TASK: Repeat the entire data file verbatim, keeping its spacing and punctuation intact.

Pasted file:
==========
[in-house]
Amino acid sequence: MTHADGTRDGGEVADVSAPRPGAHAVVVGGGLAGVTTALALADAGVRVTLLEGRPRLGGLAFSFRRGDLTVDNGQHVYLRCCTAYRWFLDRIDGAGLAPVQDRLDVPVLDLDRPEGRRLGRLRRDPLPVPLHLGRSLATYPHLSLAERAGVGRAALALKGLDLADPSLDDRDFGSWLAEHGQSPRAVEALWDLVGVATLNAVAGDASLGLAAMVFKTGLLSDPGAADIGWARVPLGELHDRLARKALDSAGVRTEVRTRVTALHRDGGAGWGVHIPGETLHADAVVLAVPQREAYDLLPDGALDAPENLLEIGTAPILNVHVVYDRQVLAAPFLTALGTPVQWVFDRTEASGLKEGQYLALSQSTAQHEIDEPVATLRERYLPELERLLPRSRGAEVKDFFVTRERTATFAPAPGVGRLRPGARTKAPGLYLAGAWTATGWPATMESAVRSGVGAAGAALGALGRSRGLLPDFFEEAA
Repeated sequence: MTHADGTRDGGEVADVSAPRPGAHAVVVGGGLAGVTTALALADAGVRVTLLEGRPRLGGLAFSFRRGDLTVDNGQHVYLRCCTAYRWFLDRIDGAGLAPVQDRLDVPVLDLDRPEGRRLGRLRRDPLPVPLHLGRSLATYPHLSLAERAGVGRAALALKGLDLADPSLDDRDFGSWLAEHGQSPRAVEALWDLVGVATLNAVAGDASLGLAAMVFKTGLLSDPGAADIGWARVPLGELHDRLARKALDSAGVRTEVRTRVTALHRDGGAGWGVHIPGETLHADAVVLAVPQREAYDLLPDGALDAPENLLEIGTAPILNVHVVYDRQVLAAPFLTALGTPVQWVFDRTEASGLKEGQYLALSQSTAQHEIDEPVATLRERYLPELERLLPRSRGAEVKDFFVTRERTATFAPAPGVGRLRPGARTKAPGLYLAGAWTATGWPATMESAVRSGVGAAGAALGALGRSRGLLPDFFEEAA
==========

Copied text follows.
[in-house]
Amino acid sequence: MTHADGTRDGGEVADVSAPRPGAHAVVVGGGLAGVTTALALADAGVRVTLLEGRPRLGGLAFSFRRGDLTVDNGQHVYLRCCTAYRWFLDRIDGAGLAPVQDRLDVPVLDLDRPEGRRLGRLRRDPLPVPLHLGRSLATYPHLSLAERAGVGRAALALKGLDLADPSLDDRDFGSWLAEHGQSPRAVEALWDLVGVATLNAVAGDASLGLAAMVFKTGLLSDPGAADIGWARVPLGELHDRLARKALDSAGVRTEVRTRVTALHRDGGAGWGVHIPGETLHADAVVLAVPQREAYDLLPDGALDAPENLLEIGTAPILNVHVVYDRQVLAAPFLTALGTPVQWVFDRTEASGLKEGQYLALSQSTAQHEIDEPVATLRERYLPELERLLPRSRGAEVKDFFVTRERTATFAPAPGVGRLRPGARTKAPGLYLAGAWTATGWPATMESAVRSGVGAAGAALGALGRSRGLLPDFFEEAA
Repeated sequence: MTHADGTRDGGEVADVSAPRPGAHAVVVGGGLAGVTTALALADAGVRVTLLEGRPRLGGLAFSFRRGDLTVDNGQHVYLRCCTAYRWFLDRIDGAGLAPVQDRLDVPVLDLDRPEGRRLGRLRRDPLPVPLHLGRSLATYPHLSLAERAGVGRAALALKGLDLADPSLDDRDFGSWLAEHGQSPRAVEALWDLVGVATLNAVAGDASLGLAAMVFKTGLLSDPGAADIGWARVPLGELHDRLARKALDSAGVRTEVRTRVTALHRDGGAGWGVHIPGETLHADAVVLAVPQREAYDLLPDGALDAPENLLEIGTAPILNVHVVYDRQVLAAPFLTALGTPVQWVFDRTEASGLKEGQYLALSQSTAQHEIDEPVATLRERYLPELERLLPRSRGAEVKDFFVTRERTATFAPAPGVGRLRPGARTKAPGLYLAGAWTATGWPATMESAVRSGVGAAGAALGALGRSRGLLPDFFEEAA